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he performed many miracles, particularly, transporting himself in the air from one place to another, and even raifing the dead. He is alfo faid to have afcended into heaven, and to have appeared to the emperor Alexander.
But it certainly tends to difcredit the ftory, that Apollonius had been dead, or tranflated, above a hundred years before Philoftratus wrote, and that his history was compiled partly from the commentaries of one Damis, which were never published, but given to this writer by the empress Julia, as fecret memoirs, without any evidence of their being genuine; and partly from the writings of Maximus Æginenfis, and Meragenes, the former of whom only wrote a few particulars; and, according to the character given of him by Philoftratus himself, was a very fabulous and romantic writer."
It is, indeed, faid, that there were public monuments of fome of the Miracles of Apollonius, but they are alfo faid to have been in diftant cities of India and Ethiopia, where
no writer pretends to have found them. Some letters of Apollonius are mentioned, but Philoftratus owns that they did not relate to any of his miracles, but only to the curiofities of the countries through which he travelled.
The manner in which Philoftratus writes, gives us but a very indifferent opinion of his own character, and his ftyle is affected and extravagant, full of an oftentation of learning, and fhewing a difpofition to exaggerate every thing that could tend to the reputation of his hero.
Many of the miracles afcribed to Apollonius were faid to have been done in fecret, or before very few witneffes; fome were felfcontradictory, and others were evidently vain and foolish; and not a few of them appear to have been borrowed from the hiftory of the Evangelifts.
The occafion of Philoftratus's writing feems to have been his defire to ingratiate himfelf with Julia, the wife of Severus, and with Caracalla the fuccceding emperor, by
detracting from chriftianity, to which they both had a very great averfion.
Laftly, the ftory of thefe miracles prefently died away, and the difciples of Apollonius were fo few, that there is littlereafon to believe that he was, in any respect, fo extraordinary a perfon as Philoftratus pretended.
As to the magical rites of the heathens, nothing could be more wicked or abfurd. Nero fhewed the moft extravagant fondnefs for this odious and contemptible art, and fent for the moft eminent profeffors of it from all parts of the world; but the iffue of it was his own, and a general conviction of the folly of their pretences.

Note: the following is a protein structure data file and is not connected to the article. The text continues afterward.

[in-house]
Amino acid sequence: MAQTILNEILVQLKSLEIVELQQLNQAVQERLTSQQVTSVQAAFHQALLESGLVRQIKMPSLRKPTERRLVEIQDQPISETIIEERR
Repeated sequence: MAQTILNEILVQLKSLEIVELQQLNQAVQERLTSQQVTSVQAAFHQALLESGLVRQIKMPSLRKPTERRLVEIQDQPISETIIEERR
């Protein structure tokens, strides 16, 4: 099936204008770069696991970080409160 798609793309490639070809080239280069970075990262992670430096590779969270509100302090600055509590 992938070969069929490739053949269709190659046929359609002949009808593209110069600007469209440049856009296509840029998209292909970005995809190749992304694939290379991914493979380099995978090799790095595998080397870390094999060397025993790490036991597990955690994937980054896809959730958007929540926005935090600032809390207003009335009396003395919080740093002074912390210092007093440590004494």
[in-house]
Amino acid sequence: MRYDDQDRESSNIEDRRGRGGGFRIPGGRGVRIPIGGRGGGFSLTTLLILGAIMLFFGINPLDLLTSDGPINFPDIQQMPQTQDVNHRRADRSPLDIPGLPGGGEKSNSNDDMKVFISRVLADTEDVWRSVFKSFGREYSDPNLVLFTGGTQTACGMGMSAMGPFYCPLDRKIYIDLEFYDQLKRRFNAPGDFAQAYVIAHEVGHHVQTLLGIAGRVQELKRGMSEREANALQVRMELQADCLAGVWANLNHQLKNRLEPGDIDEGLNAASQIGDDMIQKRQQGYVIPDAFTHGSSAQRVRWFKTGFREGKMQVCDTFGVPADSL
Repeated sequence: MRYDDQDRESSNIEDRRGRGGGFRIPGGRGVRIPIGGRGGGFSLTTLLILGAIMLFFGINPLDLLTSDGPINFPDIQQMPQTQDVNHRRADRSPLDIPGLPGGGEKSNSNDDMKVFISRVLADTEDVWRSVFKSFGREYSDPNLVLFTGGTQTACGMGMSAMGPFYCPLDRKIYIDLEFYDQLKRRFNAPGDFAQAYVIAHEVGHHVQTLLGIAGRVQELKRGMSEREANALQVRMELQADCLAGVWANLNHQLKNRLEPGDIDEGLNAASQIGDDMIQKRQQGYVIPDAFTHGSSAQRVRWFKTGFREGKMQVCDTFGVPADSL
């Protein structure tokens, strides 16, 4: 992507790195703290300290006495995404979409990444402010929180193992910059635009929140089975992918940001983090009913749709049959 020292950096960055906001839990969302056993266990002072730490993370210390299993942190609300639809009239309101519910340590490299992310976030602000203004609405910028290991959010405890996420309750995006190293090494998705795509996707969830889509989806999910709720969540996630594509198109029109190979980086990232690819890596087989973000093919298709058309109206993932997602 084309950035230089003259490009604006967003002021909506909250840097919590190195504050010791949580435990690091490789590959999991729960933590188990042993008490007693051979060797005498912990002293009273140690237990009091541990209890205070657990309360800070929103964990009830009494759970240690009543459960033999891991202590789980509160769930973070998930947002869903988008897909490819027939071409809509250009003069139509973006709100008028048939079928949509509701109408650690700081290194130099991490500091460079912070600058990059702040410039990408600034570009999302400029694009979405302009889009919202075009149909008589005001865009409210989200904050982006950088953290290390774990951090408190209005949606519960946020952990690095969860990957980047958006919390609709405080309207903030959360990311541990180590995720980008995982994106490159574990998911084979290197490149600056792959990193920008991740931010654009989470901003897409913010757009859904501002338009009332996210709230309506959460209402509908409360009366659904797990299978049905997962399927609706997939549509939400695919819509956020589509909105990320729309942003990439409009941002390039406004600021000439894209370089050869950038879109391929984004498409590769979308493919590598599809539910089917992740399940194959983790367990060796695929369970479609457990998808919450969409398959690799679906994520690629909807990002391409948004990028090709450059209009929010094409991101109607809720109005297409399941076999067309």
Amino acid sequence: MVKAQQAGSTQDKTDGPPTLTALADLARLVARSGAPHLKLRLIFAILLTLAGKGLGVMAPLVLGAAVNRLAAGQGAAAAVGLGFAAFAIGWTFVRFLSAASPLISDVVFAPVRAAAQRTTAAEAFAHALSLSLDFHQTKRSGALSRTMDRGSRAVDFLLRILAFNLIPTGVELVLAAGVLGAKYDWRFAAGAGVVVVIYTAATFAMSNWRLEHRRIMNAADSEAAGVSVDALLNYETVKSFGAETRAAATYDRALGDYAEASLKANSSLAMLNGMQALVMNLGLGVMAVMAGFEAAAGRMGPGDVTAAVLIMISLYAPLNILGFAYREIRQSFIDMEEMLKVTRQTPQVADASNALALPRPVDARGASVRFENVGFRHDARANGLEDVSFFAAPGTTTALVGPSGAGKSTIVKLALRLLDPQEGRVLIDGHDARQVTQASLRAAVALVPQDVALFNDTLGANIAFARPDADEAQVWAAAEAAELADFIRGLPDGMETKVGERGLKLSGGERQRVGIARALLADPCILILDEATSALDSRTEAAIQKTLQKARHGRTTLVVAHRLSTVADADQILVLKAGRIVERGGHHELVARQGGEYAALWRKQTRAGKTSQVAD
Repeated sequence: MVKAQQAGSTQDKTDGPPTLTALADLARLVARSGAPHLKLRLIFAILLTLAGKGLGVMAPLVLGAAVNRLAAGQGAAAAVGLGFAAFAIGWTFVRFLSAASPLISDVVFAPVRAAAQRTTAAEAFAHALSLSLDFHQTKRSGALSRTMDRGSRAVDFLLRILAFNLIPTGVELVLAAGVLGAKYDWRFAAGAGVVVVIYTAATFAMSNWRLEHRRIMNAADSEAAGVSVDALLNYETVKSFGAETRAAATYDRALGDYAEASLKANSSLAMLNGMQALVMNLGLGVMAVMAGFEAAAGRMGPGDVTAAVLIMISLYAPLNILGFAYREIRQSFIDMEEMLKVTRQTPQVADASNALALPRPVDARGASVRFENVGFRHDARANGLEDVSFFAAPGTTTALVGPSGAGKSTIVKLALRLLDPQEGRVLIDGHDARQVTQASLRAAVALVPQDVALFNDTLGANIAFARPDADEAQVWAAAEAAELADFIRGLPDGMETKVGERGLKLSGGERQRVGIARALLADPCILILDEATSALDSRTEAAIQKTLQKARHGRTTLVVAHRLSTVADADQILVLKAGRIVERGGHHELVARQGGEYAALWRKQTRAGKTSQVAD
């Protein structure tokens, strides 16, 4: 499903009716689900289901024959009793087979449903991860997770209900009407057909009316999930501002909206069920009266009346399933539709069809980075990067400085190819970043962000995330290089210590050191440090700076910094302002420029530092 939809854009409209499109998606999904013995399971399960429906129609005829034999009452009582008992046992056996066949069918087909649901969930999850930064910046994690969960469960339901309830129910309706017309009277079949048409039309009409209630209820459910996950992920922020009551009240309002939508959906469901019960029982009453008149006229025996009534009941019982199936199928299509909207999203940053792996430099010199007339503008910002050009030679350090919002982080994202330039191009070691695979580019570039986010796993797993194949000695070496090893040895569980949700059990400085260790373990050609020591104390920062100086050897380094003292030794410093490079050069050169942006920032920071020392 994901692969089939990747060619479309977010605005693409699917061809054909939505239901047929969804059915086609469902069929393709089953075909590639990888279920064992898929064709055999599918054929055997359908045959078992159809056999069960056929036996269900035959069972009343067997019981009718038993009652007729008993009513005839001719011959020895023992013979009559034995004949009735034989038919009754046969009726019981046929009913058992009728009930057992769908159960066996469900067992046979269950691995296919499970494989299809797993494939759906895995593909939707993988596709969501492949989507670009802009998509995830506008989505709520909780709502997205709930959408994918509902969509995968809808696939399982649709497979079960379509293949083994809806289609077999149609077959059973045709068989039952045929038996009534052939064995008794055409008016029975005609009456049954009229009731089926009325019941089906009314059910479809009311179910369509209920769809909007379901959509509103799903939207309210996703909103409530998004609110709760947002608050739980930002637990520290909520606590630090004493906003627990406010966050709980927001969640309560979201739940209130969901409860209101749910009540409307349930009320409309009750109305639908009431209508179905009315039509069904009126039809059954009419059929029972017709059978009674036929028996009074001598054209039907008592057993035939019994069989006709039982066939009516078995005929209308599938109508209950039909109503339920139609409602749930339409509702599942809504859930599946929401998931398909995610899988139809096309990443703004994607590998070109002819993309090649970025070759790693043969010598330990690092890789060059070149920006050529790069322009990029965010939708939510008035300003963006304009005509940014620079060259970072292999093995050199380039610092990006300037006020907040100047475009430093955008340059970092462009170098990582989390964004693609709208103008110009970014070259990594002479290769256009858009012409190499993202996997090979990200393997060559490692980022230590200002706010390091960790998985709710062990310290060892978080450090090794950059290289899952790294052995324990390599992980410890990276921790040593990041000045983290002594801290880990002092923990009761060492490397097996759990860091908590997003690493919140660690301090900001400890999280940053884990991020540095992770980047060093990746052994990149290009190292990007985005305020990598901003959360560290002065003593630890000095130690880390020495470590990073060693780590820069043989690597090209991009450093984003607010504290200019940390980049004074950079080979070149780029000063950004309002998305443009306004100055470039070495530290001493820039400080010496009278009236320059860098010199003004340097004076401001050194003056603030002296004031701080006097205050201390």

The emperor Vefpafian is faid to have
cured a blind and a lame man at Alexandria; and this, Mr. Hume fays, is one of the beft attefted miracles in all profane history. But it may be cafily collected from the accounts of the two hiftorians, who mention B 4
these miracles (neither of whom it is proba ble believed in them, and one of them evidently did not) that thefe extraordinary narrations were very convenient, in order to give weight to the authority of Vefpafian, who was newly made emperor.
Mohammed himself did not pretend to any miracle, except the Koran itself; and that this was a divine compofition he does not pretend to give any positive proof; but contents himself with appealing to its own excellence; and it was probably superior to the poetical compofitions of other Arabians of his time; and this it might very well be, though written by himself, or his confidents. In the tranflation of Mr. Sale, who is allowed to have been a great master of the Arabic language, and who certainly meant to give it all poffible advantage, it is, upon the whole, a very mean performance. The style of the Koran cannot be faid to be comparable to that of many parts of the Old Teftament, which, however, was never alledged as any proof of its divinity.
It does not appear that this only pretended miracle of Mohammed gained him any followers; the propagation of his religion having been owing chiefly to the fword. Moreover, though the Mohammedan religion be very abfurd, and unnaturally harsh in fome refpects, especially in the abfolute prohibition of wine, it flatters men with the greatest indulgence in others; every man being allowed four wives, and as many concubines as he can keep; and the future rewards of good Muffelmen are reprefented as being of a fenfual nature. The great advantage which Mohammedanifm had over the corrupt chriftianity of the times in which it was published, was, that it afferted the great doctrine of the unity of God, against the Trinitarians; but, in other refpects, all who profess this religion are flaves to the most abject fuperftition. And yet Mr. Chubb fays, that whether Mohammedanifm be a divine revelation, or not, there feems to be a plaufible pretence, arifing from the circumftances of things, to ftamp a divine character upon it.